In 2012, when I was finally starting to apply, I realized that we didn't have a lot of "adult learners" on here. By that I mean, most of the advice givers were direct UGrad to Grad and the advice was geared towards that population. So I started to ask more questions and gave insight as a young professional going back to further my current career.

I've stayed ever since because I like the community, and I feel like I can give a different perspective that helps different types of applicants. 

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I've only been a member for a few months, but have found this place very helpful as I navigate through the PhD application process.  As others have stated, I really like the spirit of the community here, where the advice is generally direct and well-meaning.  Members do provide support and guidance that are beneficial to nervous applicants.  Having earned an MPA earlier in my life, I found that I could offer advice to those who haven't entered into graduate school yet, while receiving advice on doctoral studies.  Moreover, I believe in give and take.  So I plan to continue coming back here even if I'm admitted and finished with PhD to help others. 

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I found this forum last year through another forum. I was looking up info about doing a PhD in the States, and I came across a post on a forum for America enthusiasts (anything from vacationing to emigration). The post mentioned this forum so of course I checked it out,...Being from Europe and not knowing anyone who applied in the US , you guys are often my only source of help. Somethimes the gradcafé can be a bit overwheling since there is just so much stuff on here, and posts can be contradicting each other. But without if I wouldn't stand a chance.

After I got rejected from all the schools I applied at last year I didn't visit this site for a while. It was too difficult to see everybody succeeding (trying not to sound like a baby here ;) ).
But now I'm back fro round two. Like someone said, other people might say they know what you are going through, but its not the same. 

 

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I just love learning from everyone here. I am a MSW student, I am considering applying for a PhD and this forum is gold to me. Also, in my MSW, I am one of two students who have chosen the thesis option and I feel like people here can understand me better in regards to this program choice.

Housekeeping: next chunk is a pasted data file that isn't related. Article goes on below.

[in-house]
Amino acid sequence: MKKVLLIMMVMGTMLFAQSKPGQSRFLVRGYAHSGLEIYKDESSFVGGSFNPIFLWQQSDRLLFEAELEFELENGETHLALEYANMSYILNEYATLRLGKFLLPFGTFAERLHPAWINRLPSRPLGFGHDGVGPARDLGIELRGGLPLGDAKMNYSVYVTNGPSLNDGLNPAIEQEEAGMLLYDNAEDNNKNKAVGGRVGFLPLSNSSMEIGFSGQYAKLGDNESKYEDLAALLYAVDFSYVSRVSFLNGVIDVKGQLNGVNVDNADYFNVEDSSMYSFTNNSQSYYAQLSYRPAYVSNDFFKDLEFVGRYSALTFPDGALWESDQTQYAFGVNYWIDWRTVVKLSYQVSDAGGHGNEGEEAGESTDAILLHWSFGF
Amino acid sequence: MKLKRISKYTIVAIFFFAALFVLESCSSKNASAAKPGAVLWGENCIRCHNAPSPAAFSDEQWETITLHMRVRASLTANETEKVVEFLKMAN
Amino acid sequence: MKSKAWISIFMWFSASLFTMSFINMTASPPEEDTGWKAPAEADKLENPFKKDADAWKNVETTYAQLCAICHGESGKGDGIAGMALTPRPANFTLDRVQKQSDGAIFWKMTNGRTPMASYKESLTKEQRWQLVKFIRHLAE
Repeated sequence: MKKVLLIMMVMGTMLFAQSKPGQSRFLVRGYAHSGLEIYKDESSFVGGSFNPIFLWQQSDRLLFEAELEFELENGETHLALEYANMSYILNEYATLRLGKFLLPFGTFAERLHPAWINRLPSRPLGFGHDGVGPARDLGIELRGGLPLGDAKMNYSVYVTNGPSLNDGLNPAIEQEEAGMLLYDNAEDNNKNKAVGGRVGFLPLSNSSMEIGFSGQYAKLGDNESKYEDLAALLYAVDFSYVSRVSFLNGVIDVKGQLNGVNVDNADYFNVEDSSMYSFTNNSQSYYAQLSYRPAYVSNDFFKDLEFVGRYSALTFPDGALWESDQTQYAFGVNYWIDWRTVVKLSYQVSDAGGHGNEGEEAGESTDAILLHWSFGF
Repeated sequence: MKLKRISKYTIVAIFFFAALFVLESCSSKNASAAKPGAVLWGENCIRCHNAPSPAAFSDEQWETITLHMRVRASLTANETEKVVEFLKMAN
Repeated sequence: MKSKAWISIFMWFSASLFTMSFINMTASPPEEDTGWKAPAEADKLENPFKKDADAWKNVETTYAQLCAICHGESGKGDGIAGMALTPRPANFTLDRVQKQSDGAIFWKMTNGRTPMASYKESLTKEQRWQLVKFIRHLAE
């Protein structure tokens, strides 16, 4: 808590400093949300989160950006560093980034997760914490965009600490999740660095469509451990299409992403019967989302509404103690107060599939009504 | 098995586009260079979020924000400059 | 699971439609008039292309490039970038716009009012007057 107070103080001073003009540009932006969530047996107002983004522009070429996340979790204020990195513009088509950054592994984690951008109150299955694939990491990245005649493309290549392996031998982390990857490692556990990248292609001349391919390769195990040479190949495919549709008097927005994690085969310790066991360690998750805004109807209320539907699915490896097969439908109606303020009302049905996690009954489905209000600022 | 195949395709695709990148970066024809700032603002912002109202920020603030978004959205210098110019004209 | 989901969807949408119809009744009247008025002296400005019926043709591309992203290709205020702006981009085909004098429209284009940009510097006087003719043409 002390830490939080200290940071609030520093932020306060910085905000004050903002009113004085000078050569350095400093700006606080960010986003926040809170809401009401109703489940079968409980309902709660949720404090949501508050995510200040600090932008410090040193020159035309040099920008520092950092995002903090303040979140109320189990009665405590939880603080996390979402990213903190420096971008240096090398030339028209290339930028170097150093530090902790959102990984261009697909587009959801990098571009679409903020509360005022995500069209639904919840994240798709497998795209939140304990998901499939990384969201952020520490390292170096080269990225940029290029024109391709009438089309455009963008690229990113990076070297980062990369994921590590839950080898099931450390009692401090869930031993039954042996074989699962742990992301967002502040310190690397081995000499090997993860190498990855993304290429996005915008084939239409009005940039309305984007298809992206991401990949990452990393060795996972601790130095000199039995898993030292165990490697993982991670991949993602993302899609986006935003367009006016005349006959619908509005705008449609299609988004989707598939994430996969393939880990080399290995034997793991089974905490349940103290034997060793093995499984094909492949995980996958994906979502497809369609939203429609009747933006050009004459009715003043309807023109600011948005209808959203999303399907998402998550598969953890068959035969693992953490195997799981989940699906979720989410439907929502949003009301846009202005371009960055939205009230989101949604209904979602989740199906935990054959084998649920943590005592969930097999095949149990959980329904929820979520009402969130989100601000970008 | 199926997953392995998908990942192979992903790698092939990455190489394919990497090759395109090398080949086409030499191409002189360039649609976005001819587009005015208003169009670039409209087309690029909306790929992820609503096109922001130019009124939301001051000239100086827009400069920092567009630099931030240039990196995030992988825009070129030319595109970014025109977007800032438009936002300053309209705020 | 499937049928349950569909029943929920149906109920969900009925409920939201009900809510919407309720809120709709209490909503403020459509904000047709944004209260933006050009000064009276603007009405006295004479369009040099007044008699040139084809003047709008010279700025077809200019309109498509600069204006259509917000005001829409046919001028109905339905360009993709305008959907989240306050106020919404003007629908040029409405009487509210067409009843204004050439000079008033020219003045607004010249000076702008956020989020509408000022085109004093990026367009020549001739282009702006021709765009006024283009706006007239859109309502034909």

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Anecdotal data is often more helpful than "official" data. If you ask a school what their minimums or averages fare for GRE, GPA, what have you, they will very often lowball you on metrics and tell you they have a holistic review process. This is to keep their application numbers high (resulting in an artificially elite-looking low acceptance rate), and for fear of scaring off the unicorn with low stats who would still get into the program because of their other, unicorn-like qualities.  A forum like this not only puts your competition in front of you so you know what you're up against, but you can look at a (very imperfect but still useful) sampling of candidates who actually did get into your program, so you can see what you aim for and set realistic goals and plans to reach them.
 

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I had lurked for a year prior to joining (2012-ish).  I was drawn to the discussions and results section.  I wound up pursuing a non-traditional path.  And, I've gathered a lot of advice along the way--from folks in real life and on this site (some of whom have posted in this thread).  Having officially finished school, I'm job searching now.  But, I still pop in sometimes and add my two cents when I see posts that remind me of my own (circa 2012-2014)... posts of bright-eyed, bushy-tailed prospectives/first-years who want to hear as many opinions as possible.  I was grateful when people responded to my threads and helped me out. 

So, I guess, I'm hoping my cameo appearances here can help someone else.  At least, some of the time.

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Just got back after a hiatus for quite a few months! I guess I'm here to see what I can learn from current/former grad students about academic life, etc.

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I was browsing this forum while considering whether grad school was right for me. I just applied to my dream program a week ago and now I'm back to just take a look, see how others are doing, join in the misery that is waiting for decisions haha.